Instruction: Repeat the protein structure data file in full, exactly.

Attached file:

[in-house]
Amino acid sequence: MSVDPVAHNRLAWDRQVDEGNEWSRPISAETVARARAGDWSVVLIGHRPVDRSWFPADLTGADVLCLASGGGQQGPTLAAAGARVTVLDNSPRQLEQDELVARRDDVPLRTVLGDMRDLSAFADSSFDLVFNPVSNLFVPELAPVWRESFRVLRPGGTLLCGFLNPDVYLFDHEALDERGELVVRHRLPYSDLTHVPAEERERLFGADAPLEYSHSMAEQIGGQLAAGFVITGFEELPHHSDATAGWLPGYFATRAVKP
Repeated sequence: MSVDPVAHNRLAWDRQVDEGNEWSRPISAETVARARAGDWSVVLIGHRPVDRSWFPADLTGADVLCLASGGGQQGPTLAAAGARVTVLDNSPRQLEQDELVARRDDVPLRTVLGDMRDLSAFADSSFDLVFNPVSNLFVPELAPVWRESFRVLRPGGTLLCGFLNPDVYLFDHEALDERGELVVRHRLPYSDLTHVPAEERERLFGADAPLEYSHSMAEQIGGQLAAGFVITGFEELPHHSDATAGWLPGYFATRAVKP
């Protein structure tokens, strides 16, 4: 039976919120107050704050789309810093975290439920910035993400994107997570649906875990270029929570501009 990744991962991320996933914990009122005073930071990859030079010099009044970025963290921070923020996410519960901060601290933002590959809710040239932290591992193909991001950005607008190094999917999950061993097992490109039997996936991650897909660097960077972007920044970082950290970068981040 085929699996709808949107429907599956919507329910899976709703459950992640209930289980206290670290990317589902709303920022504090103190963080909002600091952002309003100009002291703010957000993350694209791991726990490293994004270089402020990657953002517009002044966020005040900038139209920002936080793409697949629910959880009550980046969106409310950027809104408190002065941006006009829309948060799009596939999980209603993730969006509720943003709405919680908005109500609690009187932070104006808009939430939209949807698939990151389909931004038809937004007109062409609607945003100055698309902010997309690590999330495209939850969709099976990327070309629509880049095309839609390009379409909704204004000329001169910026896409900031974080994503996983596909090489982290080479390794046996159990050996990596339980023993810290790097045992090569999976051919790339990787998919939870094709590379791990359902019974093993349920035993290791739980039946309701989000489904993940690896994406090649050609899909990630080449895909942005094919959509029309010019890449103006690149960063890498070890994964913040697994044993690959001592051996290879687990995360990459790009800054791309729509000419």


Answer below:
[in-house]
Amino acid sequence: MSVDPVAHNRLAWDRQVDEGNEWSRPISAETVARARAGDWSVVLIGHRPVDRSWFPADLTGADVLCLASGGGQQGPTLAAAGARVTVLDNSPRQLEQDELVARRDDVPLRTVLGDMRDLSAFADSSFDLVFNPVSNLFVPELAPVWRESFRVLRPGGTLLCGFLNPDVYLFDHEALDERGELVVRHRLPYSDLTHVPAEERERLFGADAPLEYSHSMAEQIGGQLAAGFVITGFEELPHHSDATAGWLPGYFATRAVKP
Repeated sequence: MSVDPVAHNRLAWDRQVDEGNEWSRPISAETVARARAGDWSVVLIGHRPVDRSWFPADLTGADVLCLASGGGQQGPTLAAAGARVTVLDNSPRQLEQDELVARRDDVPLRTVLGDMRDLSAFADSSFDLVFNPVSNLFVPELAPVWRESFRVLRPGGTLLCGFLNPDVYLFDHEALDERGELVVRHRLPYSDLTHVPAEERERLFGADAPLEYSHSMAEQIGGQLAAGFVITGFEELPHHSDATAGWLPGYFATRAVKP
């Protein structure tokens, strides 16, 4: 039976919120107050704050789309810093975290439920910035993400994107997570649906875990270029929570501009 990744991962991320996933914990009122005073930071990859030079010099009044970025963290921070923020996410519960901060601290933002590959809710040239932290591992193909991001950005607008190094999917999950061993097992490109039997996936991650897909660097960077972007920044970082950290970068981040 085929699996709808949107429907599956919507329910899976709703459950992640209930289980206290670290990317589902709303920022504090103190963080909002600091952002309003100009002291703010957000993350694209791991726990490293994004270089402020990657953002517009002044966020005040900038139209920002936080793409697949629910959880009550980046969106409310950027809104408190002065941006006009829309948060799009596939999980209603993730969006509720943003709405919680908005109500609690009187932070104006808009939430939209949807698939990151389909931004038809937004007109062409609607945003100055698309902010997309690590999330495209939850969709099976990327070309629509880049095309839609390009379409909704204004000329001169910026896409900031974080994503996983596909090489982290080479390794046996159990050996990596339980023993810290790097045992090569999976051919790339990787998919939870094709590379791990359902019974093993349920035993290791739980039946309701989000489904993940690896994406090649050609899909990630080449895909942005094919959509029309010019890449103006690149960063890498070890994964913040697994044993690959001592051996290879687990995360990459790009800054791309729509000419």